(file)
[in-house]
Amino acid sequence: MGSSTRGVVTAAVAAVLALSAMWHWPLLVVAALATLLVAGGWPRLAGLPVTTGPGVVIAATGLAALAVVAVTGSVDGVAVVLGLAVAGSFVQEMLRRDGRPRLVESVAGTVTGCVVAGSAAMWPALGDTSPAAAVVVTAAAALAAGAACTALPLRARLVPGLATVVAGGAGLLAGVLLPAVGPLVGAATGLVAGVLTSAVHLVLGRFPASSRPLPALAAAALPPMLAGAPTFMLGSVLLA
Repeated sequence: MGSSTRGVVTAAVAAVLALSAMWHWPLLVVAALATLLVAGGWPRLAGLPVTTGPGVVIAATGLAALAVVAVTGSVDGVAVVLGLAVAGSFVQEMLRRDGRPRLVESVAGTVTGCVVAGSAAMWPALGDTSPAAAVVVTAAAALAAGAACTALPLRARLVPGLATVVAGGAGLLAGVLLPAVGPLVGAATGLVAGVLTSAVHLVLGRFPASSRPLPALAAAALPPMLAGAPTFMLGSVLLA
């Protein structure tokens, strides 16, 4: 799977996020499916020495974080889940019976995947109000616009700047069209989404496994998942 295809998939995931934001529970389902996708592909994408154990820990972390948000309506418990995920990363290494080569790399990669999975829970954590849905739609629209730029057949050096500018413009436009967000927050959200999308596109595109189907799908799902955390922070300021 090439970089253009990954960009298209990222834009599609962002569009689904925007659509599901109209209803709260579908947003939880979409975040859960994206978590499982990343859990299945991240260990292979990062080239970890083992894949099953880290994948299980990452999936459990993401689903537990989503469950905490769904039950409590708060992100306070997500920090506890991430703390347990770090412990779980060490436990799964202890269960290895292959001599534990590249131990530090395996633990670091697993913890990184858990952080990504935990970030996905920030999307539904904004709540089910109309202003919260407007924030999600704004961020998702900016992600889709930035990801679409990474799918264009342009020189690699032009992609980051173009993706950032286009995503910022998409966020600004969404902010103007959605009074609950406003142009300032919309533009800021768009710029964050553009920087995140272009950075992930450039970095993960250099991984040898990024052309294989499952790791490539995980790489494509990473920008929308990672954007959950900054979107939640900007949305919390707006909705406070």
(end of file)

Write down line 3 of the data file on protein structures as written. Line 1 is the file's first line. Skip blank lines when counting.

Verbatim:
Repeated sequence: MGSSTRGVVTAAVAAVLALSAMWHWPLLVVAALATLLVAGGWPRLAGLPVTTGPGVVIAATGLAALAVVAVTGSVDGVAVVLGLAVAGSFVQEMLRRDGRPRLVESVAGTVTGCVVAGSAAMWPALGDTSPAAAVVVTAAAALAAGAACTALPLRARLVPGLATVVAGGAGLLAGVLLPAVGPLVGAATGLVAGVLTSAVHLVLGRFPASSRPLPALAAAALPPMLAGAPTFMLGSVLLA